A horse race is a competitive sport in which horses, guided by jockeys, run over a course that may include obstacles or hurdles. To win a race, a rider must complete the course before any other horses and cross the finish line first. Prize money is awarded to the first, second and third place finishers. Horse racing has a long history and is an important part of many cultures.
As with most industries, sectors and sports, horse racing has benefited from the advances in technology that have characterized the latter half of the 20th century. These innovations have made it easier to monitor horses’ health and safety, especially during races. Thermal imaging cameras can detect overheating, MRI scanners and X-rays can diagnose injuries and maladies, and 3D printing allows for the production of casts, splints, and prosthetics.
Despite these technological advances, horse racing remains a dangerous industry for animals. Horses are routinely pushed beyond their limits by trainers and owners and subjected to cocktails of legal and illegal drugs intended to mask injury and enhance performance. Horses are also at risk of breaking down, being killed or being transported to slaughterhouses abroad, where they are often euthanized without any form of pain relief.
In addition to these safety risks, the animal welfare organization PETA has conducted an in-depth investigation of the sport and found that horses are subjected to inhumane training practices, a lack of transparency about the use of drugs, and other abusive and traumatic conditions. PETA’s groundbreaking investigations have resulted in increased awareness of these issues, and growing public pressure has forced the horse racing industry to make significant improvements in animal care.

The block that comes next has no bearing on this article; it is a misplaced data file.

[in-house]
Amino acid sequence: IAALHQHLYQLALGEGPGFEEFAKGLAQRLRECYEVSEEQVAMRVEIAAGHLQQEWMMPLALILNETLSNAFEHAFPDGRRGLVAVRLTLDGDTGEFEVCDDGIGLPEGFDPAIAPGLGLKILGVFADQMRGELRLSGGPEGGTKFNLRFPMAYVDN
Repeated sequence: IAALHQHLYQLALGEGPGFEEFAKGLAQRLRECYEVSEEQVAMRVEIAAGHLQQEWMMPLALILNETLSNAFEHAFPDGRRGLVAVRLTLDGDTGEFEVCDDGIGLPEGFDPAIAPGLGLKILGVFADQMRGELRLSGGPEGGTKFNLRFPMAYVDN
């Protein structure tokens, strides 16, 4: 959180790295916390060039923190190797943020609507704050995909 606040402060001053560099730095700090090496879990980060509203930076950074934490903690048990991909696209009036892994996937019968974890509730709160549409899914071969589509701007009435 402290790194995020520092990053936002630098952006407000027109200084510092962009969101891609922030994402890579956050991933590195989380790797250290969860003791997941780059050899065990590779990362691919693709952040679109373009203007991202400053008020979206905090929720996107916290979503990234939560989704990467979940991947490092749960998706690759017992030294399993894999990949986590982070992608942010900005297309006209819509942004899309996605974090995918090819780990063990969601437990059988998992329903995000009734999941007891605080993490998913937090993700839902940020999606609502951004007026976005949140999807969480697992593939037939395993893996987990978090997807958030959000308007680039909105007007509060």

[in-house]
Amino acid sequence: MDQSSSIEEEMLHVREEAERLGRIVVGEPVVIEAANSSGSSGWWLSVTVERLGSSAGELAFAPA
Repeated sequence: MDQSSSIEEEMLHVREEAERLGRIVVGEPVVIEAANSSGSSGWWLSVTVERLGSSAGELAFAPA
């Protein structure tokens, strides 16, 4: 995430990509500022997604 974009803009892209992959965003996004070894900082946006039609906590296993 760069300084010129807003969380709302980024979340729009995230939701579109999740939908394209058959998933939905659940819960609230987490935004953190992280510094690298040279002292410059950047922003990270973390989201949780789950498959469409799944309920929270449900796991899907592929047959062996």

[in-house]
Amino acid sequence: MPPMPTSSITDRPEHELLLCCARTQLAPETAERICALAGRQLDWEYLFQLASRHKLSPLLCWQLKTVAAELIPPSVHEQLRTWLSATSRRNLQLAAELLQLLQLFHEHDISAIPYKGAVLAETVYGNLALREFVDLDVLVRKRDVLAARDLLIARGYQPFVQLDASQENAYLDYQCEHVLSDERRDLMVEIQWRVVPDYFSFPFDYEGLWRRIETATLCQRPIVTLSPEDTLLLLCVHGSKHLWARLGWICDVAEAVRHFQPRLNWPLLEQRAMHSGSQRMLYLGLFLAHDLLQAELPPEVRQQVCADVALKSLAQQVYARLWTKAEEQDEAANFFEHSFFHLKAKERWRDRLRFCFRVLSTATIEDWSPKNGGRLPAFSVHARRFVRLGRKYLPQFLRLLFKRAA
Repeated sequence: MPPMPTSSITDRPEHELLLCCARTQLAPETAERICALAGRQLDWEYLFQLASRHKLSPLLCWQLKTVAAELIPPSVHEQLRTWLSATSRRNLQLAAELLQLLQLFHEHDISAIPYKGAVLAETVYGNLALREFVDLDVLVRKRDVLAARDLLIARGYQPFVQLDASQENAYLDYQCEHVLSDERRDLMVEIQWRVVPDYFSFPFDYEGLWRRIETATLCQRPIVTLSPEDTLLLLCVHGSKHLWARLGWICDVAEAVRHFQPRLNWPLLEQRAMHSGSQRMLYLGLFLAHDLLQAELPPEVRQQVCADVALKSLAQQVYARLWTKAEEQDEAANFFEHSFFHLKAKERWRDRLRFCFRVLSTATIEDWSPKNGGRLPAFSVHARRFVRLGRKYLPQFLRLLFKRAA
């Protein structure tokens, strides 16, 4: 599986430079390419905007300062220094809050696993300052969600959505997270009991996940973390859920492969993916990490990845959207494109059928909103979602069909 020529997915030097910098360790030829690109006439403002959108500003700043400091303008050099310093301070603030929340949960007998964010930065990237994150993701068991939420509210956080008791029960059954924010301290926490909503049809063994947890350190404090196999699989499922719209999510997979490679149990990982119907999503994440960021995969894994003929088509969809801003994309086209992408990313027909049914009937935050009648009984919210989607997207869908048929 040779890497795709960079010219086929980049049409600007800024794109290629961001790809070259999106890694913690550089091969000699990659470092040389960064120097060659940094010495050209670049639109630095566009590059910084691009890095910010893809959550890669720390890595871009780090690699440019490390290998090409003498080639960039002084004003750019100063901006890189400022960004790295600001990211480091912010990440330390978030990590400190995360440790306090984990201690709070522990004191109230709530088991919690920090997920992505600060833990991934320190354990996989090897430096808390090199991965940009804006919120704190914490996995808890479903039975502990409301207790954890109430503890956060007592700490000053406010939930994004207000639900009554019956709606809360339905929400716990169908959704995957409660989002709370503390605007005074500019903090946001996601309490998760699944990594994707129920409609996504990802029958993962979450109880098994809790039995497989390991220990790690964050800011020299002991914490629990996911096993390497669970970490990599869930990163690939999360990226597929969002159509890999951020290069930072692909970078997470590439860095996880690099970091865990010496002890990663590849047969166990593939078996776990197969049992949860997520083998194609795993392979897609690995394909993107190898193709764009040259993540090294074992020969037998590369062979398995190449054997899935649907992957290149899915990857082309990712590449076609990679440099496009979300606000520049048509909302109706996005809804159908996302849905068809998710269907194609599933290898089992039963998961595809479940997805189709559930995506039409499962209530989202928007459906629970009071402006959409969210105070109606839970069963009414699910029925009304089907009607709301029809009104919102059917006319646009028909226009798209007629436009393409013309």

Horses are bred to be able to race for long distances and must be trained to run well in the midst of close competition. A thoroughbred race horse is expected to win a large number of races and earn significant amounts of prize money. A stable that breeds horses to race is called a breeding and training farm.
The practice of horse racing began in prehistory, and organized chariot and mounted (or ridden) races were held during the Olympic Games in Ancient Greece between 700-40 bce. It is believed that organized horse racing was practiced by other ancient civilizations, including China, Iran, Egypt, Babylon, and Syria.
During the earliest races, bets were tallied manually. This was time-consuming and inefficient and a significant barrier to expanding the sport’s fan base. However, in 1984, a computerized pari-mutuel system was introduced and horse races were first televised in color, both on- and off-track. These two measures dramatically improved the management of betting and boosted attendance and turnover. Currently, there are more than 200 horse racing tracks in the United States and more than 500 around the world.